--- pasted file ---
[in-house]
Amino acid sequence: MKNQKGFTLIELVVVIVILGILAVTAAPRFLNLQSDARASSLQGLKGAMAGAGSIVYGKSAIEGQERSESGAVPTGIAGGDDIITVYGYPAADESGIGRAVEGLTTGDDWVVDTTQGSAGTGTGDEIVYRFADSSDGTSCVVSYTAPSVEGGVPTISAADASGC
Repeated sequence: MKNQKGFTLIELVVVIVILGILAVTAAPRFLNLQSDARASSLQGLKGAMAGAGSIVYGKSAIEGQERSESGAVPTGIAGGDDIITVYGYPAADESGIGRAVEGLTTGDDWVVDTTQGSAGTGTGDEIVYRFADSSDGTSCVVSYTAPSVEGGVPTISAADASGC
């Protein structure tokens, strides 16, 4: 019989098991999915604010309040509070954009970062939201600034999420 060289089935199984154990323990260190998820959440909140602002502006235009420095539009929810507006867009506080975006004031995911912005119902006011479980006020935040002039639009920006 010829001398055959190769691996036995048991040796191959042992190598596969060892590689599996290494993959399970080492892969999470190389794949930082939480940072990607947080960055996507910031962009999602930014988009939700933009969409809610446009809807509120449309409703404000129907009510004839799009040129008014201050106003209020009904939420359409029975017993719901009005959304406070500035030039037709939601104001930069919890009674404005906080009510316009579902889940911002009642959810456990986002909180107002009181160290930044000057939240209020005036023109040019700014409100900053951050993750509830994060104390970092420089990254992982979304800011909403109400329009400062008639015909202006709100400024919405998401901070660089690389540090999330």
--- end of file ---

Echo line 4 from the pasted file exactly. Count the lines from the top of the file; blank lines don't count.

């Protein structure tokens, strides 16, 4: 019989098991999915604010309040509070954009970062939201600034999420 060289089935199984154990323990260190998820959440909140602002502006235009420095539009929810507006867009506080975006004031995911912005119902006011479980006020935040002039639009920006 010829001398055959190769691996036995048991040796191959042992190598596969060892590689599996290494993959399970080492892969999470190389794949930082939480940072990607947080960055996507910031962009999602930014988009939700933009969409809610446009809807509120449309409703404000129907009510004839799009040129008014201050106003209020009904939420359409029975017993719901009005959304406070500035030039037709939601104001930069919890009674404005906080009510316009579902889940911002009642959810456990986002909180107002009181160290930044000057939240209020005036023109040019700014409100900053951050993750509830994060104390970092420089990254992982979304800011909403109400329009400062008639015909202006709100400024919405998401901070660089690389540090999330």